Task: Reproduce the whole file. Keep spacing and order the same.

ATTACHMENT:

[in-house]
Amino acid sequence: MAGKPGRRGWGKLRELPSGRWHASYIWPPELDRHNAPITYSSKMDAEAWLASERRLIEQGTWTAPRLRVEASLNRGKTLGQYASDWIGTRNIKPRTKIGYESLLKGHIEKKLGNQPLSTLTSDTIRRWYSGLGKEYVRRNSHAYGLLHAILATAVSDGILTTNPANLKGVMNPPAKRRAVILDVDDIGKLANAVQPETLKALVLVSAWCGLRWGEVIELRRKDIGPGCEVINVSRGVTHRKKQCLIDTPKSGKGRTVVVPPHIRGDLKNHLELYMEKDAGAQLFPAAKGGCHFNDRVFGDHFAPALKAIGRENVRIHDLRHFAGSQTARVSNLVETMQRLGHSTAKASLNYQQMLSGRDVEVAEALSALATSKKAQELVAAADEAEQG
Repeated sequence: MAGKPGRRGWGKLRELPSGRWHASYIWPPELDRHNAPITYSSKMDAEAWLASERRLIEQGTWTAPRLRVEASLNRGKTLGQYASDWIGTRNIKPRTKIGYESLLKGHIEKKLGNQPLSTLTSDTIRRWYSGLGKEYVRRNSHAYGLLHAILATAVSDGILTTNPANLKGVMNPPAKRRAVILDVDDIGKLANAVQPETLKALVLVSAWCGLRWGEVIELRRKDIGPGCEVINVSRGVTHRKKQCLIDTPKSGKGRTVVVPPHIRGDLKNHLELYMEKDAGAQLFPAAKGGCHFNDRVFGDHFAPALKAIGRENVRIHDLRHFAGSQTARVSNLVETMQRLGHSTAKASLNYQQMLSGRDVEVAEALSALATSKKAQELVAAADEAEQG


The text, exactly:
[in-house]
Amino acid sequence: MAGKPGRRGWGKLRELPSGRWHASYIWPPELDRHNAPITYSSKMDAEAWLASERRLIEQGTWTAPRLRVEASLNRGKTLGQYASDWIGTRNIKPRTKIGYESLLKGHIEKKLGNQPLSTLTSDTIRRWYSGLGKEYVRRNSHAYGLLHAILATAVSDGILTTNPANLKGVMNPPAKRRAVILDVDDIGKLANAVQPETLKALVLVSAWCGLRWGEVIELRRKDIGPGCEVINVSRGVTHRKKQCLIDTPKSGKGRTVVVPPHIRGDLKNHLELYMEKDAGAQLFPAAKGGCHFNDRVFGDHFAPALKAIGRENVRIHDLRHFAGSQTARVSNLVETMQRLGHSTAKASLNYQQMLSGRDVEVAEALSALATSKKAQELVAAADEAEQG
Repeated sequence: MAGKPGRRGWGKLRELPSGRWHASYIWPPELDRHNAPITYSSKMDAEAWLASERRLIEQGTWTAPRLRVEASLNRGKTLGQYASDWIGTRNIKPRTKIGYESLLKGHIEKKLGNQPLSTLTSDTIRRWYSGLGKEYVRRNSHAYGLLHAILATAVSDGILTTNPANLKGVMNPPAKRRAVILDVDDIGKLANAVQPETLKALVLVSAWCGLRWGEVIELRRKDIGPGCEVINVSRGVTHRKKQCLIDTPKSGKGRTVVVPPHIRGDLKNHLELYMEKDAGAQLFPAAKGGCHFNDRVFGDHFAPALKAIGRENVRIHDLRHFAGSQTARVSNLVETMQRLGHSTAKASLNYQQMLSGRDVEVAEALSALATSKKAQELVAAADEAEQG